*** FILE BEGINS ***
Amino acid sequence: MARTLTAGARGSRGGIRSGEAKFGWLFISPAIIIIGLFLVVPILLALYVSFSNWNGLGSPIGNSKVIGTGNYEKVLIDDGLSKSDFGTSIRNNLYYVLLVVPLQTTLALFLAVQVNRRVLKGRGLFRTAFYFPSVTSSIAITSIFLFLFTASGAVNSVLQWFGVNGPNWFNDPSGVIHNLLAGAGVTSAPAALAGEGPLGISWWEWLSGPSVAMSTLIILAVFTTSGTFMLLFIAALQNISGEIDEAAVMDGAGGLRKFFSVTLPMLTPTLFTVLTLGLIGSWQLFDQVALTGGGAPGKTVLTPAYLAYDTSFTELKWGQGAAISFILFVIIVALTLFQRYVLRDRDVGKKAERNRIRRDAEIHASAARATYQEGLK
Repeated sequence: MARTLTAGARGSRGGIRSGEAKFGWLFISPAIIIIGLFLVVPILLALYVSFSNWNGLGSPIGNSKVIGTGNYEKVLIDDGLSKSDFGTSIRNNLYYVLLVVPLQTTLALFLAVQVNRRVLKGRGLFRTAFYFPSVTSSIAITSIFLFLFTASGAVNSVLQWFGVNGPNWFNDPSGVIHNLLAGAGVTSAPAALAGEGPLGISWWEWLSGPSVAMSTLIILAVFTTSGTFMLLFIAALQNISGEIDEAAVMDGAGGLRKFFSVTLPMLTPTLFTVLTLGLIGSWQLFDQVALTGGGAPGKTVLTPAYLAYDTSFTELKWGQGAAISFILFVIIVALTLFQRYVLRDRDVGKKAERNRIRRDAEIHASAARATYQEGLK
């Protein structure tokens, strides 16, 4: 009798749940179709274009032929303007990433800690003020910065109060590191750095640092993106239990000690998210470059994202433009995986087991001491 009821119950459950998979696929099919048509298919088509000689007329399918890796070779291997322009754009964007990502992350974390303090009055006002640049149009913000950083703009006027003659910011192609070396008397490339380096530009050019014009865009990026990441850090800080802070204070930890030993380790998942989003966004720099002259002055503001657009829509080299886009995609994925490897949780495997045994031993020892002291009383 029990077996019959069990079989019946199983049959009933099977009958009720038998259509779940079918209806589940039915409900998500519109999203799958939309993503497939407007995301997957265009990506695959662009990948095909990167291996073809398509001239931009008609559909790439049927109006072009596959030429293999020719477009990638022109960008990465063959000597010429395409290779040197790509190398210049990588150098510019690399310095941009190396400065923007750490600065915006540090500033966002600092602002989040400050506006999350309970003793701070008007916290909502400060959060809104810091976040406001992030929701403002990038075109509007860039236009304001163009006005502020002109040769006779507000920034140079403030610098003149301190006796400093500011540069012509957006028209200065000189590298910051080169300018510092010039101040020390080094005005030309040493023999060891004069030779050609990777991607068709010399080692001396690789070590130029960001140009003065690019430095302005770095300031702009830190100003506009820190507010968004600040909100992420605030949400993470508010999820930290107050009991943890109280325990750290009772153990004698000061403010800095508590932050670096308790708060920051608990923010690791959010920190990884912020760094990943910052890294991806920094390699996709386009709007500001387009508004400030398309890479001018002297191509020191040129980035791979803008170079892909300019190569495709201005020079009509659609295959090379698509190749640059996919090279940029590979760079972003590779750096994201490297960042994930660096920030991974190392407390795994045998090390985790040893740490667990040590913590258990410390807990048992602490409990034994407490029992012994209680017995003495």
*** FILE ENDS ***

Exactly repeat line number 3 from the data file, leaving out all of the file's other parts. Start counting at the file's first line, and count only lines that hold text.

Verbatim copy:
């Protein structure tokens, strides 16, 4: 009798749940179709274009032929303007990433800690003020910065109060590191750095640092993106239990000690998210470059994202433009995986087991001491 009821119950459950998979696929099919048509298919088509000689007329399918890796070779291997322009754009964007990502992350974390303090009055006002640049149009913000950083703009006027003659910011192609070396008397490339380096530009050019014009865009990026990441850090800080802070204070930890030993380790998942989003966004720099002259002055503001657009829509080299886009995609994925490897949780495997045994031993020892002291009383 029990077996019959069990079989019946199983049959009933099977009958009720038998259509779940079918209806589940039915409900998500519109999203799958939309993503497939407007995301997957265009990506695959662009990948095909990167291996073809398509001239931009008609559909790439049927109006072009596959030429293999020719477009990638022109960008990465063959000597010429395409290779040197790509190398210049990588150098510019690399310095941009190396400065923007750490600065915006540090500033966002600092602002989040400050506006999350309970003793701070008007916290909502400060959060809104810091976040406001992030929701403002990038075109509007860039236009304001163009006005502020002109040769006779507000920034140079403030610098003149301190006796400093500011540069012509957006028209200065000189590298910051080169300018510092010039101040020390080094005005030309040493023999060891004069030779050609990777991607068709010399080692001396690789070590130029960001140009003065690019430095302005770095300031702009830190100003506009820190507010968004600040909100992420605030949400993470508010999820930290107050009991943890109280325990750290009772153990004698000061403010800095508590932050670096308790708060920051608990923010690791959010920190990884912020760094990943910052890294991806920094390699996709386009709007500001387009508004400030398309890479001018002297191509020191040129980035791979803008170079892909300019190569495709201005020079009509659609295959090379698509190749640059996919090279940029590979760079972003590779750096994201490297960042994930660096920030991974190392407390795994045998090390985790040893740490667990040590913590258990410390807990048992602490409990034994407490029992012994209680017995003495």